On October 31, 2019, during its plenary session, the National Assembly of Korea passed the “Act on the Online Investment-Linked Finance and Protection of Users” (the “P2P Act”). The P2P Act is the first law of its kind in the world to have provide a legal basis for P2P lending and marketplace financing. The P2P Act is expected to come into effect 9 months after the promulgation of the P2P Act.
In general, the P2P Act provides the legal basis for the online investment-linked finance business (the “P2P Business”), and specifies requirements for engaging in the P2P Business as well as regulations on P2P Business activities and protection of investors and borrowers.
Peer-to-peer lending is a method of debt financing that allows people to borrow and lend money without a financial institution. Investors can be individuals or companies, and can be used by individuals or companies that need a personal loan or a business loan. With peer-to-peer lending, borrowers are matched with investors through a lending platform. Investors can see and select exactly which loans they wish to fund.
Definition of Online Investment-Linked Financing (“P2P Financing”)
The P2P Act defines P2P financing as: (i) the lending (including bill discounts, securities by means of transfer and other similar methods for the provision of funds, collectively, the “Linked Lending”) of investor funds, whereby the lenders invested to fund and designate specific borrowers (such investments, the “Linked Investments”); and (ii) the investors’ right to collect the principal and interest for the Linked Lending (Article 2(1)).
Requirements for Engaging in the P2P Business
Under the P2P Act, an entity intending to engage in the P2P Business shall register with the Financial Services Commission of Korea (the “FSC”) and must be a joint stock company (jusik hoesa), as defined under the Commercial Act. In addition, the P2P Business must meet certain requirements, including a minimum capital of at least KRW 500 million, personnel and systematic facilities, a valid business plan, a system to prevent conflict of interests, eligible executives and major shareholders, and social credibility.
The FSC should make a decision whether to grant registration within two months (may be delayed, subject to any supplements to the registration documents) from submitting the application to register subject to certain exceptions (Articles 5(2) and 5(3)).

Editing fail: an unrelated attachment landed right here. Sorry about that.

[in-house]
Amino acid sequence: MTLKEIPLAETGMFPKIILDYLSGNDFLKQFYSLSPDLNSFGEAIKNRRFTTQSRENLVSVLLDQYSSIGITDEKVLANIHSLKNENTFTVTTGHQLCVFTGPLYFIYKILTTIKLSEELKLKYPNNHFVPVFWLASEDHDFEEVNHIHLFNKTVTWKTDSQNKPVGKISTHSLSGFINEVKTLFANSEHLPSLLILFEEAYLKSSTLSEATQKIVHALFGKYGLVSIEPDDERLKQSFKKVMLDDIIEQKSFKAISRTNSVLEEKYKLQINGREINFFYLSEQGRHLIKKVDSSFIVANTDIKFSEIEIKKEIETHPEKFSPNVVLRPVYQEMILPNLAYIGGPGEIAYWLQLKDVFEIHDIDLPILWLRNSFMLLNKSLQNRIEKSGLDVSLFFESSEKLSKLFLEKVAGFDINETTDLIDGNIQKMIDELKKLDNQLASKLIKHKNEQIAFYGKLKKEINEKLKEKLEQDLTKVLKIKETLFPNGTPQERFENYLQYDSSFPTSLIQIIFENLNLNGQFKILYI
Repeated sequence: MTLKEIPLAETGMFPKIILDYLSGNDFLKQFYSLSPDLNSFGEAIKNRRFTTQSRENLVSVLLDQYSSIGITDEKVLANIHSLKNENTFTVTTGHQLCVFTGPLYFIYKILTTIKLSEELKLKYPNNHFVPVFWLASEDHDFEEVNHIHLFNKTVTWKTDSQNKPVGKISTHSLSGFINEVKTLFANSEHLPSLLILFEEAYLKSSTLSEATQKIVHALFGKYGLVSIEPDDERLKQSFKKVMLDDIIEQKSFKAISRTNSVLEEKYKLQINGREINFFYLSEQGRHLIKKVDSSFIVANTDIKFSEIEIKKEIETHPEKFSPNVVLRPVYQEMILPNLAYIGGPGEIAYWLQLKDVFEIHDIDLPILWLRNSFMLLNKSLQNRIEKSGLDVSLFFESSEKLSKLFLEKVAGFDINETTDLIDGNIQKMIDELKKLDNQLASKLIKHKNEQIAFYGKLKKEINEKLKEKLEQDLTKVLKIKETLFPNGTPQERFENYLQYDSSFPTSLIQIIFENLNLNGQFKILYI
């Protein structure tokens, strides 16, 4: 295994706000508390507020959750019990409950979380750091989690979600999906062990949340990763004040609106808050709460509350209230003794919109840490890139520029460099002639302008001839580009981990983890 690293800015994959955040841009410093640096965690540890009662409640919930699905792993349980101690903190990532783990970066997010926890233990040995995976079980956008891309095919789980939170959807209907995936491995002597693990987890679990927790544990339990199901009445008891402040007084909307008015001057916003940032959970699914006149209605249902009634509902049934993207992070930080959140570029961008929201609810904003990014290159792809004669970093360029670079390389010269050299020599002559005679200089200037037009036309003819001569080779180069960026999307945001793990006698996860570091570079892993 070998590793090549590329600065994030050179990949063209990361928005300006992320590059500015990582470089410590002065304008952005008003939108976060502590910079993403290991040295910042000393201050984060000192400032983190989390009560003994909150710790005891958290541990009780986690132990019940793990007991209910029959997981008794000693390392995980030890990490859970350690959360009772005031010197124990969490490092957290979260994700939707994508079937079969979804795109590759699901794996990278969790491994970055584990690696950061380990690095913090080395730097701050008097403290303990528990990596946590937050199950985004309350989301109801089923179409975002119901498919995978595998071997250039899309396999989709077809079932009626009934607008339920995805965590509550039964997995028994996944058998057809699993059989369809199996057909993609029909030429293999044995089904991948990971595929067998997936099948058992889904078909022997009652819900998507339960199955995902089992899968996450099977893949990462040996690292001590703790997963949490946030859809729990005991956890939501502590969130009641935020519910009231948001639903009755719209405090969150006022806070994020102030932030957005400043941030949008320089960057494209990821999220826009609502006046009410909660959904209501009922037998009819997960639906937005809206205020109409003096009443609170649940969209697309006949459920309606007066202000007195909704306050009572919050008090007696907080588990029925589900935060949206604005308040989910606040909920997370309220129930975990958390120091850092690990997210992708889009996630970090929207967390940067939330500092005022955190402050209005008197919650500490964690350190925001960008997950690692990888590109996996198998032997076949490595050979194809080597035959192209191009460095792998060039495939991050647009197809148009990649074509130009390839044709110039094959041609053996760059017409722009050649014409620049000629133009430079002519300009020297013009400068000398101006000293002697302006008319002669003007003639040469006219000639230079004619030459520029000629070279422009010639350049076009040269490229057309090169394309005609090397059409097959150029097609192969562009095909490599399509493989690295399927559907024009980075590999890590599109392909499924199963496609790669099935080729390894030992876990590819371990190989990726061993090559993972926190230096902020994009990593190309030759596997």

Regulations on Activities of P2P Finance Companies
The following are the key aspects of the regulations applicable to the activities of P2P finance companies:
● Requirement to publicly disclose the transaction structure, financial and business status, loan amount, system for evaluating borrowers’ ability to repay loans, default rate, interest rate, fees and other extra expenses, repayment method, and the collection method for the loan principal and interest (Article 10(1) of the P2P Act)
● Interest (including fees collected from the borrowers) limited to the maximum interest rate under the Loan Business Act (24%) (Article 11(2) of the P2P Act).
● Prohibition on: (i) Linked Lending to the lender itself or its shareholders; (ii) Linked Lending prior to soliciting investors; and (iii) providing for different maturity dates and interest rates for Linked Investment and Linked Lending (Articles 12(1), 12(2) and 12(7) of the P2P Act). However, provided that the Enforcement Decree to the P2P Act prescribes a limitation of self investment if the third party investment ratio of the Linked Investments is not more than certain ratio prescribed by the Enforcement Decree of the P2P Act, which ratio shall not exceed 80%. If more than the prescribed ratio is accumulated, then the P2P finance company may make a self investment in the amount less than the prescribed ratio and within the capital limit.
Protection of Investors and Borrowers
● Confirmation of Information on the Borrower and the Investor: : P2P finance companies must confirm the borrowers’ income, property and liabilities, and they are prohibited from extending Linked Lending in excess of the borrower’s objective repayment ability (Article 20 of the P2P Act). Also, P2P finance companies must confirm the identity of the investors of the Linked Investment and the P2P finance companies may, under the use agreement, require investors to provide information about their income, property, investment experience, among others. (Article 21 of the P2P Act).